South Africas Airway’s Struggle to Keep Flying


In 1934 the South African (SA) government purchased Union Airways. The acquisition of the airline included its routes and a small fleet of airplanes. From this humble beginning South African Airways (SAA) was born. Today SA’s flagship airline, SAA, is an international carrier that generates millions of dollars annually in revenue. The airline operates out of OR Tambo International Airport where it also maintains its principal corporate offices. The airlines has always been owned and managed by the South African government which is the company’s sole shareholder.

It is universally agreed that SA has a dubious and troublesome history of racial relations. In 1948 Dr. D.F. Malan and his Nationalist Party assumed power of the government. The party set about the enacted a series of laws that segregated the races along color lines. In this legally recognized forced segregated society whites legally retained and were granted vastly superior stations in life in comparison to their black countrymen. This hybrid social, political and economic system of racial segregation and discrimination became known as apartheid.  For years blacks lived and died under this oppressive system with little hope of every escaping the jaws of racial injustice. Blacks sweated and labored to drive an economy that benefited only whites. Black South Africans were forced to live in abject poverty with all of its trappings.

The international community would eventually turn its collective attention and weight towards SA’s apartheid form of government and the impact it had upon its black citizens. In the mid-80s various international organizations imposed a wide range of sanctions against the SA government and its businesses. As a result of the sanctions doing business with SA became if not impossible prohibitively expensive. It was believed that by the imposition sanctions the world community could force SA to abandon apartheid.

I do not believe that the debate will never end over the effectiveness of the sanctions in bringing about the dismantling of apartheid. Following a 20 year campaign against apartheid Nelson Mandela, a political prisoner under white rule, become the nation’s first black president upon the end of apartheid. He has stated that the sanctions helped bring down the political system of apartheid. On the other hand the white President who presided over the dismantling of apartheid, F.W. de Klerk has consistently stated that the sanctions did not force his government to negotiate the end of apartheid. Maybe both esteemed gentlemen are correct.

Professor Philip I. Levy who has held many high level U.S. governmental positions concerning economics while teaching at Yale University wrote a Central Discussion Paper (796)  in February 1999 entitled  Sanctions on South Africa; What Did They Do? In this work Professor Levy cites the relevant facts, arguments and offers a political and economic reason why the sanctions definitely changed South African policy towards apartheid. Professor Levy states early in his work that:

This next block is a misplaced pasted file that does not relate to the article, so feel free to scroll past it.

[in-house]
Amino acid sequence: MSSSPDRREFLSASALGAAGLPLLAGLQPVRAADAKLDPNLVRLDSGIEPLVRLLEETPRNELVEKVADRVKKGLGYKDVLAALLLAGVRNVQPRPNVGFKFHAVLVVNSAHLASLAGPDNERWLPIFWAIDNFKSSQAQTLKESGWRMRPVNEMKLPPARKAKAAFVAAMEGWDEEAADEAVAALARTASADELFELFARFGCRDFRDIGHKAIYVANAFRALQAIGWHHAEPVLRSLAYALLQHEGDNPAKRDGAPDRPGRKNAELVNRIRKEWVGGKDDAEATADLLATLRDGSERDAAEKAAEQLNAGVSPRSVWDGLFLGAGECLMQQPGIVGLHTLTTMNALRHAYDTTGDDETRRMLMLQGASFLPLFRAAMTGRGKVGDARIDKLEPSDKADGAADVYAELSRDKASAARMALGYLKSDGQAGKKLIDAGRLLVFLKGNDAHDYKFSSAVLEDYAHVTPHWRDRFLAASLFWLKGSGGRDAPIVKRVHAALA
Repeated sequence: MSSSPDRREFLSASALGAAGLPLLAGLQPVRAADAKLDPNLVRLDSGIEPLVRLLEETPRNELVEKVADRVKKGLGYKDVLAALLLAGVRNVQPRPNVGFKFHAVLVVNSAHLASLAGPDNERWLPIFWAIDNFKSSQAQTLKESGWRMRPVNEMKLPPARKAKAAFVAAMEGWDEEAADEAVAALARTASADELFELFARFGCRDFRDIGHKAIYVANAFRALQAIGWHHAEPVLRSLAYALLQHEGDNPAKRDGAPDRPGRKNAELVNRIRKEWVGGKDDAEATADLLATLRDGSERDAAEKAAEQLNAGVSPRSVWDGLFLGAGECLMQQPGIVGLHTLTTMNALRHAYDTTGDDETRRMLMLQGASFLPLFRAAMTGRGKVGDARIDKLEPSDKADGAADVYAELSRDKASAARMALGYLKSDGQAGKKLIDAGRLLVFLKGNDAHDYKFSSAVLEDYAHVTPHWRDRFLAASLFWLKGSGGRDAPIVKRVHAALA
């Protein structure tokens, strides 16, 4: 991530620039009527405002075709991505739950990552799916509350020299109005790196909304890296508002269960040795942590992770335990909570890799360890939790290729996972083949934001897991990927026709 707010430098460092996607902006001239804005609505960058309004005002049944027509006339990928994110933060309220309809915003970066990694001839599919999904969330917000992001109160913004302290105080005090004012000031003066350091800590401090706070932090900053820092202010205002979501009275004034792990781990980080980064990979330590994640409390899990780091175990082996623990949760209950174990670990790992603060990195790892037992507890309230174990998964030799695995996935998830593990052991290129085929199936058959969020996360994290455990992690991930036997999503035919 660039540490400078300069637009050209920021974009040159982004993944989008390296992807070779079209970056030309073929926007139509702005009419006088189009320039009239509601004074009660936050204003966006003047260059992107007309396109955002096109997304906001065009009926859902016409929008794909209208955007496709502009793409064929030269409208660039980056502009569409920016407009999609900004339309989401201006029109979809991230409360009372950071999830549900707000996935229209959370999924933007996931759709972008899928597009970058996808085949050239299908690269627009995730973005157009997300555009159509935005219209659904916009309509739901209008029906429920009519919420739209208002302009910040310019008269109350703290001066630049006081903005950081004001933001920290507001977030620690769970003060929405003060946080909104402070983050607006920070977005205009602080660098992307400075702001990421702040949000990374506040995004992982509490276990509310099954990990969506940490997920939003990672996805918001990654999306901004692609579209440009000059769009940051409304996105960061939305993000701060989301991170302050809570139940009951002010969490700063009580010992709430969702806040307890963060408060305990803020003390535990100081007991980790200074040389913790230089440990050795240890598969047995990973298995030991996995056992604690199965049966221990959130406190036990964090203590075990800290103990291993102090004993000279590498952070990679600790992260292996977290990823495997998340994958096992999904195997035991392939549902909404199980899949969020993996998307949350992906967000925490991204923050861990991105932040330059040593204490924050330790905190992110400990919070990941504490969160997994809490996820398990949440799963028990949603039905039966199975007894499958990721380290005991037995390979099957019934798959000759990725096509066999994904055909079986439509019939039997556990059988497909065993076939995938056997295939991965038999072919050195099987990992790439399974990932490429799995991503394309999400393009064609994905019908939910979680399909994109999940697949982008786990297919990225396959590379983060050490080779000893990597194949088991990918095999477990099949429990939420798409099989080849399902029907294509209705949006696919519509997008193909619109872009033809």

“Alongside this alternative case the paper will try to illuminate the kind ofarguments that one must make if one is to argue that sanctions were effective. The fundamental problem in assessing the role of sanctions is that the end of apartheid was over determined. Given the sequence of events, it is impossible to prove that sanctions were ineffective; they were among the many potential “causes” linked to the single “effect.”3 In lieu of such a proof, the rest of the paper will describe the sequence of events

In South Africa, consider what it would mean for sanctions to be effective, and argue that at best sanctions failed to interfere with the other forces that were bringing down the apartheid regime”

 I believe that the arms embargo against SA had profound impact upon the white government’s decision that the time to end apartheid had arrived. F.W. de Klerk and his ministers understood the futility a fighting a guerrilla war from without and within the country. Rhodesia fielded a better trained army that employed better tactics than the black liberation Marxists fighters could muster. Yet in the end the arms embargo prevented the Rhodesian government from prevailing in a long draw out bush war. The white government in SA understood the military obstacles that its Rhodesian brethren faced. And, just like Rhodesia, it could not count on Western powers to aid a military struggle that would help it to stay in power.

It cannot be reasonable argued that the sanctions did not have an impact on the operations of SAA; they definitely did. The U.S. Senate on October 3, 1986 overrode then President Reagan’s veto of legislation that would have imposed serve sanctions against SA. Not only did the law ban new investment in SA it prohibited the import of a long list of items and canceled landing rights for SAA on American soil. The Senate’s action mirrored legislation that had been recently enacted by the European Community and other nations. Because business between New York City and Johannesburg was so vital the SA government sued in Federal Court to have the cancellation of its landing rights blocked. After hearing and reading the arguments an Appeals Court  denied SA’s request for an injunction and allowed the cancellation to stand.

We must not forget South Africa’s geographical location. It sits at the southern most tip of Africa. I would say that it is somewhat geographically isolated. During the Apartheid era SA was far from its usual and few trading partners. Because of the sanctions SAA, regardless of transporting people or goods, was not able to over fly or land in many African countries. Globalization was slowly becoming a reality that SA could not take part in the growth.

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